Figure 5 | Detection of trilayer solid powders; 1st layer 1, 4- Dicyanobenzene (DCB), 2nd layer Ammonium nitrate (AN) and the 3rd layer t-Stilbene (TS) packed in glass vial container using UMARS. Spectrum recorded with the excitation beam at AN. Spectral acquisition time 500 s.
Figure 6 | UMARS of hidden object; (a) 1st layer Ammonium Nitrate (AN), 2nd layer t-Stilbene (TS) concealed inside AN, (b) Schematic representation of illumination and collection of Raman spectra from different slices of the cylindrical glass vial, (c) Raman signal of the bilayer sample at different heights, and (d) Raman intensity variation of AN & TS as a function of height. Vertical step size 5 mm. Spectral acquisition time 500 s. SCIENTIFIC REPORTS | 4 : 5308 | DOI: 10.1038/srep05308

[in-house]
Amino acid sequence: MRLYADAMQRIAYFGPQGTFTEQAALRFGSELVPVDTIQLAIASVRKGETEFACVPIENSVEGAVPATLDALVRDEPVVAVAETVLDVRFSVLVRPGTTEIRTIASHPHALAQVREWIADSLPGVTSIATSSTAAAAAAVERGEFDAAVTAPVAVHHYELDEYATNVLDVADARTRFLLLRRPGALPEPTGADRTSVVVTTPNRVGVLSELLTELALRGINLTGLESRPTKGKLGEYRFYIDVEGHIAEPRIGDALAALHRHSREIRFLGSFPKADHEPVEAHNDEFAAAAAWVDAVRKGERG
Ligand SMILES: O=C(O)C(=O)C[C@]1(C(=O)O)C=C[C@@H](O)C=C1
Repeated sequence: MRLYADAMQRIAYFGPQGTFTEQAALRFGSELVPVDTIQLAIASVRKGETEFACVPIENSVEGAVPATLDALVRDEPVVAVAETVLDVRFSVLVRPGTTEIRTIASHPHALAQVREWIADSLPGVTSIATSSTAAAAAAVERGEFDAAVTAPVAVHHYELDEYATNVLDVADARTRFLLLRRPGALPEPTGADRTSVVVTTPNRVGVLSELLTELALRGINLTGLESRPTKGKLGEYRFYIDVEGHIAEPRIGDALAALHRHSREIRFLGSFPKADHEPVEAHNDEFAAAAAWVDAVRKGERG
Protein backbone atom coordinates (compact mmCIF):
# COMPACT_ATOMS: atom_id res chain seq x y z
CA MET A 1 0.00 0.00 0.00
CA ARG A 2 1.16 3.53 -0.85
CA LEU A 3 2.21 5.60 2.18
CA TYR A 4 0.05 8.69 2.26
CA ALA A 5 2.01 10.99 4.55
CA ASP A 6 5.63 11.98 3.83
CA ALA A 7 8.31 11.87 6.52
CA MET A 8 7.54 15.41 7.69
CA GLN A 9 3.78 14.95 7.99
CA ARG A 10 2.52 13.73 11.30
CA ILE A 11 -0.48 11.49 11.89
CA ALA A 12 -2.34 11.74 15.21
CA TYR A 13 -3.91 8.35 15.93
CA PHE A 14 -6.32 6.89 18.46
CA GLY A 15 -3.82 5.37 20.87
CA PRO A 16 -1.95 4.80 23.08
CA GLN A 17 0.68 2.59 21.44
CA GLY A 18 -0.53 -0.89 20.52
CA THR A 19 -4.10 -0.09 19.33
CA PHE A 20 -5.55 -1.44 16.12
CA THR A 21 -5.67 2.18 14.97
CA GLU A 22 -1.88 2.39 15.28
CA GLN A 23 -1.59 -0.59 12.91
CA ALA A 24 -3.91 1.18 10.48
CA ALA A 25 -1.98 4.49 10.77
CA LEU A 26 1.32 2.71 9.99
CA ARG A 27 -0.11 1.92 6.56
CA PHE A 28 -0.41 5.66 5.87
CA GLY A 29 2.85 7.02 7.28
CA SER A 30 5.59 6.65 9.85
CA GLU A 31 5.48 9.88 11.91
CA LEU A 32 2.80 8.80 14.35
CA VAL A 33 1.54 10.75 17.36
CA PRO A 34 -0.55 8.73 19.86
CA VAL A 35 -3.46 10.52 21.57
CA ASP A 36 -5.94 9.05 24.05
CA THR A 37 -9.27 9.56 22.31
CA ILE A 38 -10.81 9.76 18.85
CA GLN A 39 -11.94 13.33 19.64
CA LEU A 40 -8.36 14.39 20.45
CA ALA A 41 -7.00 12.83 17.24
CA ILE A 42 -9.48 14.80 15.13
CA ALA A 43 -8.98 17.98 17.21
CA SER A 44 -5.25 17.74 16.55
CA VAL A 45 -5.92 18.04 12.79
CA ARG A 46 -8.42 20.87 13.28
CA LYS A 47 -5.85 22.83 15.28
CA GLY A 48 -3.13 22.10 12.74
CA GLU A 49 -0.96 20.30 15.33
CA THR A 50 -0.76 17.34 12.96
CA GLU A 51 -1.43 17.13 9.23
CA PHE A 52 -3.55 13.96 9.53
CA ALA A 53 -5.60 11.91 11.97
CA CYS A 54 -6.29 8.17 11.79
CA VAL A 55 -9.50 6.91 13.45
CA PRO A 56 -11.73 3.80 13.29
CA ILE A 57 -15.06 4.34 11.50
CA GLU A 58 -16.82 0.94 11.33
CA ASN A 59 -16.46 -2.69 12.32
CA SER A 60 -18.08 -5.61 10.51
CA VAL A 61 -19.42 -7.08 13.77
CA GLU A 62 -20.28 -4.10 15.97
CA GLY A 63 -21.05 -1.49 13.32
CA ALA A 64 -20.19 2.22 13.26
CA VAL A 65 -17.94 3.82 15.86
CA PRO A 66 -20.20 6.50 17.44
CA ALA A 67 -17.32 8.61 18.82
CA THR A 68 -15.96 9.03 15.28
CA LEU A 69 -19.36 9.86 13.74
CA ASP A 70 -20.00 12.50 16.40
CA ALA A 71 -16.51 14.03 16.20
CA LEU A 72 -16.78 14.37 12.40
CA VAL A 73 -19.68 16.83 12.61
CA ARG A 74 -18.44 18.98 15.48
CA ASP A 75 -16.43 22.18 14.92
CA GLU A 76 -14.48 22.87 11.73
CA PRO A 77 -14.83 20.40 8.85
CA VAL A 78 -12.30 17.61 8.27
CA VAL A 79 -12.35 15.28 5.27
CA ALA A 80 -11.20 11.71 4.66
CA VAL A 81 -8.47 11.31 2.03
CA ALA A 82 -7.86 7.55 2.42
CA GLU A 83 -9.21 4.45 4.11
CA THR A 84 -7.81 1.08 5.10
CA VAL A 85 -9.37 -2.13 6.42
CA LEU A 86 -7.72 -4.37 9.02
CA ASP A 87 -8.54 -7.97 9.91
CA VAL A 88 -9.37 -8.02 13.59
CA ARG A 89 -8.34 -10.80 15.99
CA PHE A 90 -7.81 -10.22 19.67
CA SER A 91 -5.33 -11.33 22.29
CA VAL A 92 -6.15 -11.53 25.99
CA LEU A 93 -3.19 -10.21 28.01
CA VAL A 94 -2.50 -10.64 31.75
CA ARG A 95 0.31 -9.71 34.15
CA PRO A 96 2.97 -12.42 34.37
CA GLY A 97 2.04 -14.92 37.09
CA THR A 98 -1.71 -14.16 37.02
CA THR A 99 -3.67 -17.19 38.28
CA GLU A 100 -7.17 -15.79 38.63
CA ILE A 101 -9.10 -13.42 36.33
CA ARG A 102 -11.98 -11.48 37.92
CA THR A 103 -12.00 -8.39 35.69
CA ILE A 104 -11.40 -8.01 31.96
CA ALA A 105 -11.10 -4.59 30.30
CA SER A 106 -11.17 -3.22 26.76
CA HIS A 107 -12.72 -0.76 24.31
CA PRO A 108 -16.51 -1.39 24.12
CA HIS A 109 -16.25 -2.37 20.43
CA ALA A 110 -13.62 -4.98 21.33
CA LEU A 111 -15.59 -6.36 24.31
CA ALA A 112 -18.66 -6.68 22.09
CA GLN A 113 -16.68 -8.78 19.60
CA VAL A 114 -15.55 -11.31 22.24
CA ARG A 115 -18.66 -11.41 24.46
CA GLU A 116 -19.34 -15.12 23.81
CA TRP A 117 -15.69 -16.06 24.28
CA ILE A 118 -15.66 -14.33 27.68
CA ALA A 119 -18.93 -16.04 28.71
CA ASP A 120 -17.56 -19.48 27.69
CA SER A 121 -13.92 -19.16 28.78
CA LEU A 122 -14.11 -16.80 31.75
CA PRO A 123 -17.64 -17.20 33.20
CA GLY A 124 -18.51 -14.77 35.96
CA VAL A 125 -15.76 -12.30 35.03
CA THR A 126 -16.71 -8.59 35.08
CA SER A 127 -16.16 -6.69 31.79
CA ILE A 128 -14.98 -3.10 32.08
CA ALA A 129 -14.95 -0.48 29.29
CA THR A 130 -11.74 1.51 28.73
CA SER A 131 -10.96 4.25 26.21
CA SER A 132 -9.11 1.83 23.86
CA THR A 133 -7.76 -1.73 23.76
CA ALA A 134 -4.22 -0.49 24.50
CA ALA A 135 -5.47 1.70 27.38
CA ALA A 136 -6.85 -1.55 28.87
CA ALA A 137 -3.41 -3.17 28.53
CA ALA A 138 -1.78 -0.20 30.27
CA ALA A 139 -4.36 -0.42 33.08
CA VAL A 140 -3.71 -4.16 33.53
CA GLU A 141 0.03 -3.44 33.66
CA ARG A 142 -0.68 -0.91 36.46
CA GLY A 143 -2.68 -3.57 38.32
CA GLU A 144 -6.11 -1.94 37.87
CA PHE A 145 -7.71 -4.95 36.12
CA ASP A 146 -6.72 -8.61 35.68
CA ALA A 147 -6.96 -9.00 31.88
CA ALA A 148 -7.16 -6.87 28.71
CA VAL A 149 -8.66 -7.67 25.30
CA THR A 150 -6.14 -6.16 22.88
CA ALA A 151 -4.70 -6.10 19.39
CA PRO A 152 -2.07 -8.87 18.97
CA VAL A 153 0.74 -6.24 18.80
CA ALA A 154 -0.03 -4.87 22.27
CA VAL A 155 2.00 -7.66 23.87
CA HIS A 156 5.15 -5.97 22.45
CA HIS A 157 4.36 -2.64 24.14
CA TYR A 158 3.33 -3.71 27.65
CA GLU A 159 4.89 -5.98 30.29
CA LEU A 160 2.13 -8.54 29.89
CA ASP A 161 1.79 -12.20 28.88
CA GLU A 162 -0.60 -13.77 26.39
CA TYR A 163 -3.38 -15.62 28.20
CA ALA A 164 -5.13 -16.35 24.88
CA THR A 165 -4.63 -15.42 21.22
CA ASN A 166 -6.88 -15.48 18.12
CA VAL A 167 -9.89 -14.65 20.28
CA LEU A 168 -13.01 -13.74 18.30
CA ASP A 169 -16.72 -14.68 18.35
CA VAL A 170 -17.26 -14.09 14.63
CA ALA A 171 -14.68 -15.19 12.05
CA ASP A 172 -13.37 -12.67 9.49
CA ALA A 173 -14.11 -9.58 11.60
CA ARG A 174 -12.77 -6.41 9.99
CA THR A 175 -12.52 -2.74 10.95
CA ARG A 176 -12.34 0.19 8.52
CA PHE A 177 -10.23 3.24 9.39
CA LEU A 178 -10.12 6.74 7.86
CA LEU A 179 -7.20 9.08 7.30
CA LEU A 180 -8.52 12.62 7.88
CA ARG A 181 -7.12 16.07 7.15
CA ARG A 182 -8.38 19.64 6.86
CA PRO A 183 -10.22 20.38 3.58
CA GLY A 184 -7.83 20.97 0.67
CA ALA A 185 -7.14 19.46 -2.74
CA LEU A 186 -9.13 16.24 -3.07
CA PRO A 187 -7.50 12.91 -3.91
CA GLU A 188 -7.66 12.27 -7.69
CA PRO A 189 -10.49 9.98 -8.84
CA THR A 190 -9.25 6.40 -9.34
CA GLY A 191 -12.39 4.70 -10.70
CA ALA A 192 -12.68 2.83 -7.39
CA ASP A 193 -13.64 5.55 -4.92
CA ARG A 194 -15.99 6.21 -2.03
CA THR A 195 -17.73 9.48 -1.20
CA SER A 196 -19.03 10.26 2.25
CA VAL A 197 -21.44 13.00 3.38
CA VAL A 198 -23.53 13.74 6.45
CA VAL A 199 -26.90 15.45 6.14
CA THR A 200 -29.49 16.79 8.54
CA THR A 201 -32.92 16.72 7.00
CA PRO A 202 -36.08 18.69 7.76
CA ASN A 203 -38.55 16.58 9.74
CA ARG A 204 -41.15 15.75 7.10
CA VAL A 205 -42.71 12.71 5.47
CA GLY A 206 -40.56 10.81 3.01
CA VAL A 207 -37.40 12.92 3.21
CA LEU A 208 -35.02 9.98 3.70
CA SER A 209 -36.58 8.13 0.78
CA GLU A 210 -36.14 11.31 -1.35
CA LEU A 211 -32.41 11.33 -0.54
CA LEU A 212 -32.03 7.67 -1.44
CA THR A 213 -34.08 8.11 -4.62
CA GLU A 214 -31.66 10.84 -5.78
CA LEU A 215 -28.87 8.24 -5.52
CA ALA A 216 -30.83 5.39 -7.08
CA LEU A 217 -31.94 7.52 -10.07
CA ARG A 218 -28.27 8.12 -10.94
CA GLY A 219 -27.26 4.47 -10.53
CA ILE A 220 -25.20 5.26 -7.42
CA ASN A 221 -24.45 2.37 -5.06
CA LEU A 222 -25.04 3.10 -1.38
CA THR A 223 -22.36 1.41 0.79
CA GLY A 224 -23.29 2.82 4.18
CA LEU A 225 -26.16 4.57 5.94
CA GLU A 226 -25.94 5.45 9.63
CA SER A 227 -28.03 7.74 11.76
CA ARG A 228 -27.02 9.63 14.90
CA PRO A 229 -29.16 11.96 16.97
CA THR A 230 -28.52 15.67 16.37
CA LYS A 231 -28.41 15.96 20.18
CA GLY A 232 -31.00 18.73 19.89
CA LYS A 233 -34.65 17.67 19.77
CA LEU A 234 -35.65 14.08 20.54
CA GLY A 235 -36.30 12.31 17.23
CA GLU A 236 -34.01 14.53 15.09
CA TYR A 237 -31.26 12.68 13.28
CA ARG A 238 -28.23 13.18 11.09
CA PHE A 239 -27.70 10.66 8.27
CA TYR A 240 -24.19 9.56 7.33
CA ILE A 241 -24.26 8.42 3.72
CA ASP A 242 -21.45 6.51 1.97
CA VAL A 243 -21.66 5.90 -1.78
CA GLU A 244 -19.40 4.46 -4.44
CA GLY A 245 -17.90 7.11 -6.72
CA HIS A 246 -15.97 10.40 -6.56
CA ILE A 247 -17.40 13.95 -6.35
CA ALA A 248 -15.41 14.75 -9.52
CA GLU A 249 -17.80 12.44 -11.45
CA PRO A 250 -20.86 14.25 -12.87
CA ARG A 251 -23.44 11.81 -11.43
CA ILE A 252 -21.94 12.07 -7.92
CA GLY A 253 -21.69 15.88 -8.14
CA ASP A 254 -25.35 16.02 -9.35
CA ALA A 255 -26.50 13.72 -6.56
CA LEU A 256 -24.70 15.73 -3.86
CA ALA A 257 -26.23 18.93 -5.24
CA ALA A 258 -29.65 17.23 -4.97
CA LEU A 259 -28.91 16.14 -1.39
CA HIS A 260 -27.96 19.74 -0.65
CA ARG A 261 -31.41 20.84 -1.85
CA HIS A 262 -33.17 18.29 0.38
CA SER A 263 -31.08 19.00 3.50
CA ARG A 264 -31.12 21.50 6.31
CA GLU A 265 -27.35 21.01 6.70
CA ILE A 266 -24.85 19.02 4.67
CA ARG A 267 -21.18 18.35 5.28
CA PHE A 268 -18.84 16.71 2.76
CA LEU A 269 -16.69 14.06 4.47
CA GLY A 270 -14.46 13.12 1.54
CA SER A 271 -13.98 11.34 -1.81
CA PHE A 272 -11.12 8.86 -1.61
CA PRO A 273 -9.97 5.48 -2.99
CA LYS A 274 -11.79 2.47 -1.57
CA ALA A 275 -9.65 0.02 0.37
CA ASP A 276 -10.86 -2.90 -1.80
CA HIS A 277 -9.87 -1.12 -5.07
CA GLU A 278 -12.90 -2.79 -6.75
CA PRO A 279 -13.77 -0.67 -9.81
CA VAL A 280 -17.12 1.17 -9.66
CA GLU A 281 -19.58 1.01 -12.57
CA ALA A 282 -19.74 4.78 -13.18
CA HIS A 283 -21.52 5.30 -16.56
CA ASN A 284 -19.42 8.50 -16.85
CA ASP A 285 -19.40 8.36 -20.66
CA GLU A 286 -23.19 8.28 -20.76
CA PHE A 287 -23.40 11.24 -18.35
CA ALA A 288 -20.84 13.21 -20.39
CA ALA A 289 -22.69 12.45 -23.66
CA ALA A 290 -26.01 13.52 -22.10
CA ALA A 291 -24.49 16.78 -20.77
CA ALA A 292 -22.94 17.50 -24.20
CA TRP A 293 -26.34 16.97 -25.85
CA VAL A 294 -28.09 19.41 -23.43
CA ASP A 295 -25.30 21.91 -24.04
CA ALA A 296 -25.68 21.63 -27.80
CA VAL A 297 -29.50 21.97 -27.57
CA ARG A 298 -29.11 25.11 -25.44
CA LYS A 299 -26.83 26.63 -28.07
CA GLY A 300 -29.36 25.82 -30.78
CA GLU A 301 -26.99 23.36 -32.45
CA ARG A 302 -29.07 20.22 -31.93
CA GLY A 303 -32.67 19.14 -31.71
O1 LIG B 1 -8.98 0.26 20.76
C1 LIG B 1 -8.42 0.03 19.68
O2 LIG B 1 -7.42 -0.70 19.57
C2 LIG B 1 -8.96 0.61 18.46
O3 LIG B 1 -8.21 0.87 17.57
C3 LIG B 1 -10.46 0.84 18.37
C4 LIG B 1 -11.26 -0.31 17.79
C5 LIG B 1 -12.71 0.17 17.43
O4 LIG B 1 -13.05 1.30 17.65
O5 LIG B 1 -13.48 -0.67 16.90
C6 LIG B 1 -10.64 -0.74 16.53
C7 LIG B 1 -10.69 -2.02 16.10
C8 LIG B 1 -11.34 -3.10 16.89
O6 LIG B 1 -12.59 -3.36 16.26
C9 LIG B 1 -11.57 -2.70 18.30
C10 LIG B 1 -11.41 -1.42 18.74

www.nature.com/scientificreports Raman signal detected from the samples inside the container is the sum average of the number of photons coming from all depths; the photons detected by the detector can come from any depth. In the backscattering collection method, the particles close to the surface contribute more to the Raman signal than the particles located deeper in the sample. A simple consideration of the statistics of the photon trajectories indicates that the signal is inversely proportional to the square of the depth considered, for a depth greater than the transport length l*: scatterers contained in a layer twice deeper than another, result in four times lower contributions to the signal24,25. (We would like to note that it might be of interest to understand the relative material and angle specific Raman intensities accurately, however, it is well known that predicting absolute Raman intensities is not an easy task even for a given collection geometry26,27). In backscattering collection geometry this leads to a dominant contribution from the container wall to the signal. One way of eliminating or discriminating the surface signal from the rest is to introduce an offset between the excitation and collection regions11. The main drawbacks of such an approach and also the transmission Raman spectroscopy are that (a) they are collection geometry-specific and distance dependent (normally ,12 mm) and (b) the pure spectrum of materials below the surface can only be observed by the subtraction of the surface signals. It is important to note that this collection geometry restriction for the detection of materials hidden inside the containers can very well be avoided by choosing other collection geometries, as presented here, using UMARS. We are currently modeling the photon migration paths using Monte-Carlo simulations, which indeed confirm the emission of Raman photons in all directions (manuscript in preparation). Since the multiple scattered light from within a sample can come out in all directions and at all angles, the technique can be applied in various experimental geometries. Thus, as we have experimentally demonstrated, layer-specific Raman signatures of layered samples concealed in glass vials and commercial HDPE containers could be obtained using UMARS. It was also possible not only to discriminate but also identify materials concealed underneath another overlaying sample. Using UMARS on different sections or slices of a layered substance one can reveal the position of the layers along with its molecular identification. The technique is simple and straightforward in its design and has the potential to be used not only for detecting hazardous chemicals buried in different types of nonmetallic containers, but also for obtaining the signatures and imaging of tissues and other turbid media of biological importance including bones, teeth, tumors, blood etc. We anticipate that, with suitable modifications, the technique can also be applied for frequency-specific 3D imaging of turbid media.